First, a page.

Kicking back in Koio's

Preamble: the footwear industry was valued at over $222 billion in 2017 by Credence Research, Inc. Shoes offer different values from functionality, aesthetics, and as trophies. In order to assign an appropriate rating, this review is catered towards a customer who finds wearable premium footwear appealing.   

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A banker and a consultant walk into a Wharton classroom...and cofound a luxury sneaker brand. Chris Wichert and Johannes Quodt were fond of shoes produced by Prada, Chanel, and Louis Vuitton but were suspicious of the $600+ price tags. Perhaps they were inspired by their fellow alums disrupting the eyewear industry, but a trip to Le Marche region in Italy was the step the pair needed to launch their own disruptor, the Koio Collective.

The premise is a limited product offering across low & high top sneakers and a version of the Balenciaga “dad shoe” that has been proliferating fashion week. The more popular Capri style comes in several colors and materials, primarily leather and suede, mirroring cult favorite Common Project’s Achilles low top.

When my prior pair of leather sneakers were about end of life, I ordered the all gray Capri Perla’s. I’ve been wearing these sneakers to work and on the weekends paired with jeans or midi skirts and have found they’re quite versatile and have gotten more comfortable with wear. This review is based on six months worth of wear:

Serving: 🥟🍜🥢🥡

  • Quality 🥟 probably the strongest category Koio fulfills, the calf skin leather looks and feels high-quality and despite creasing in the toe box from walking over time, is retaining shape and doesn’t feel at risk for cracking. Unlike my other sneakers, there is a nice cushion behind the heel where the suede detailing loops around. The structure and sturdiness of the Koios also meant I didn’t need to add gel cushioning to the footbed. Keep in mind, these did take some time to break in. The shoes weren’t as pliable as other shoes I’ve had in the past, but the sturdiness of material has allowed the shoe to maintain its appearance over time. On a side-by-side basis, the sneakers look very similar to CP’s Achilles, and I think if I want to get another pair, I would go back to Koio. I’m normally a size 8.5, but they don’t come in half sizes, so I sized down per the recommendation to an 8.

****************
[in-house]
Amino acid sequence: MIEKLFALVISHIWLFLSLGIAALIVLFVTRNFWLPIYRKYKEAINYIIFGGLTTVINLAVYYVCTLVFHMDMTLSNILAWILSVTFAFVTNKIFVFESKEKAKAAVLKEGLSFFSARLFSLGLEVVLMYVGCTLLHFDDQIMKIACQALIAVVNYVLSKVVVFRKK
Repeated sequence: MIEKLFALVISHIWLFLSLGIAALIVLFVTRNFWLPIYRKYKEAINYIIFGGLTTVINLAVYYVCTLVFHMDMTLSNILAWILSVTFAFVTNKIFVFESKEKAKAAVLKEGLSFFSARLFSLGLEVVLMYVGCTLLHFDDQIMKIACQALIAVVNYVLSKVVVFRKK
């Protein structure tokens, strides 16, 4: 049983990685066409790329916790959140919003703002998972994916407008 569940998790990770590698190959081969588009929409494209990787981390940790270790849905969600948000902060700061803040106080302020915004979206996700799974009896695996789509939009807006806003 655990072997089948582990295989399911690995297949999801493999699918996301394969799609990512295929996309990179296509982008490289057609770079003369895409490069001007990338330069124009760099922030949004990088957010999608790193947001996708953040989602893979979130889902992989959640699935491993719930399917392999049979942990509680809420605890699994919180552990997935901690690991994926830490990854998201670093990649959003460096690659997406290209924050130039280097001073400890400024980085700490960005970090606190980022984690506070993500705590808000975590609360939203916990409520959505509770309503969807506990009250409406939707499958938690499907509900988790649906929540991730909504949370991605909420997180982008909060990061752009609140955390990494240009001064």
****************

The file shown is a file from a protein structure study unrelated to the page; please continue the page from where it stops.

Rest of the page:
• Pricing 🍜 keep in mind, these are a pair of leather sneakers and in comparison to CP’s $415 Achilles and Gucci’s $580 New Ace low tops. For $248, this price point isn’t for everyone, but since I anticipate being able to wear these for years, I am quite content with the cost versus other luxury brands.

  • Happy Customers 🥢 admittedly, I don’t have much to say in this category as I had a very simple transaction and didn’t require any customer service contact. I checked a few Reddit threads and sensed most customers came away with similar experiences (but if you personally didn’t, please let me know).

  • Delivery & Returns 🥡shipping in the U.S. is free for both delivery and returns (except Alaska, US Territories & Hawaii). My shoes were shipped the day after I made my purchase, and I received them a few days later.

minor meddling: what could be better

  • Transparency 🍚 while there is a lovely video describing the handmade and intricate craftsmanship of their shoes, I had a difficult time determining how the materials were sourced and whether the markups attributed to luxury brands were well warranted. I’d like to better understand each part of their supply chain as well as any efforts they’re making towards sustainability.   

  • Good Karma 🥠 unaware of any charitable or environmental associations

Additionally, Koio releases limited edition collaborations with partners from the Beverly Hills Hotel to artists such as Tyler Shields. Overall, I am quite happy with my Koio kicks. It will be interesting to see how they expand, whether it’s offering more styles or opening brick-and-mortar shops to help address an already saturated social media marketing of footwear. They recently opened a pop-up in San Francisco, and it will be interesting to see if Koio’s catch on or if the crowd stays partial to their Allbirds.   


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More Articles:

  • NY Times Koio coverage link

  • Fast Company link

  • Radiche Art Makers link

  • Le Marche region shoemakers link

  • Shoe comparison versus The Greats link